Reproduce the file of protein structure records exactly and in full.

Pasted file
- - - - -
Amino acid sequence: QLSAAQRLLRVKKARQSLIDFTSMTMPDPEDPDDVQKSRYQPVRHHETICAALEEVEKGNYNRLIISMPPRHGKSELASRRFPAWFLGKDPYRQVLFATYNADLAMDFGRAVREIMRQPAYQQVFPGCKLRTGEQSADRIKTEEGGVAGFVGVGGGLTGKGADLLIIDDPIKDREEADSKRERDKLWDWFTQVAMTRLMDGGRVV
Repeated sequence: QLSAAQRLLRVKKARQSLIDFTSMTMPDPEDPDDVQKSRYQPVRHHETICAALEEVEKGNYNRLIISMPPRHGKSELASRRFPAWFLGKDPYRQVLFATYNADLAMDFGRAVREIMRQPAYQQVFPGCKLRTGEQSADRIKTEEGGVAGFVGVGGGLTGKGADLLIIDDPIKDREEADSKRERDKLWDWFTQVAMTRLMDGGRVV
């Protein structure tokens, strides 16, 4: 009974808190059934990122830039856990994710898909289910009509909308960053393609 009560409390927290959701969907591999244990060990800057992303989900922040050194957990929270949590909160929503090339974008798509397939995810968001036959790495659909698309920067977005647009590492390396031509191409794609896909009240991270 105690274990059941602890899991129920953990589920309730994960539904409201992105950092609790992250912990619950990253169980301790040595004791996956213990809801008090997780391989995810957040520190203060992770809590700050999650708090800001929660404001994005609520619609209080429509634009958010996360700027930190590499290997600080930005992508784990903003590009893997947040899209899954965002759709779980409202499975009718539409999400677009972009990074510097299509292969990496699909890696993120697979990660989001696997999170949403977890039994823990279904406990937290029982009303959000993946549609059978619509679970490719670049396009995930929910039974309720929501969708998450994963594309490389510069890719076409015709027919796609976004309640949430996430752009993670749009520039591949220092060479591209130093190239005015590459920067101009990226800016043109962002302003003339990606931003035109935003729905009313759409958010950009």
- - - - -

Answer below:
Amino acid sequence: QLSAAQRLLRVKKARQSLIDFTSMTMPDPEDPDDVQKSRYQPVRHHETICAALEEVEKGNYNRLIISMPPRHGKSELASRRFPAWFLGKDPYRQVLFATYNADLAMDFGRAVREIMRQPAYQQVFPGCKLRTGEQSADRIKTEEGGVAGFVGVGGGLTGKGADLLIIDDPIKDREEADSKRERDKLWDWFTQVAMTRLMDGGRVV
Repeated sequence: QLSAAQRLLRVKKARQSLIDFTSMTMPDPEDPDDVQKSRYQPVRHHETICAALEEVEKGNYNRLIISMPPRHGKSELASRRFPAWFLGKDPYRQVLFATYNADLAMDFGRAVREIMRQPAYQQVFPGCKLRTGEQSADRIKTEEGGVAGFVGVGGGLTGKGADLLIIDDPIKDREEADSKRERDKLWDWFTQVAMTRLMDGGRVV
């Protein structure tokens, strides 16, 4: 009974808190059934990122830039856990994710898909289910009509909308960053393609 009560409390927290959701969907591999244990060990800057992303989900922040050194957990929270949590909160929503090339974008798509397939995810968001036959790495659909698309920067977005647009590492390396031509191409794609896909009240991270 105690274990059941602890899991129920953990589920309730994960539904409201992105950092609790992250912990619950990253169980301790040595004791996956213990809801008090997780391989995810957040520190203060992770809590700050999650708090800001929660404001994005609520619609209080429509634009958010996360700027930190590499290997600080930005992508784990903003590009893997947040899209899954965002759709779980409202499975009718539409999400677009972009990074510097299509292969990496699909890696993120697979990660989001696997999170949403977890039994823990279904406990937290029982009303959000993946549609059978619509679970490719670049396009995930929910039974309720929501969708998450994963594309490389510069890719076409015709027919796609976004309640949430996430752009993670749009520039591949220092060479591209130093190239005015590459920067101009990226800016043109962002302003003339990606931003035109935003729905009313759409958010950009």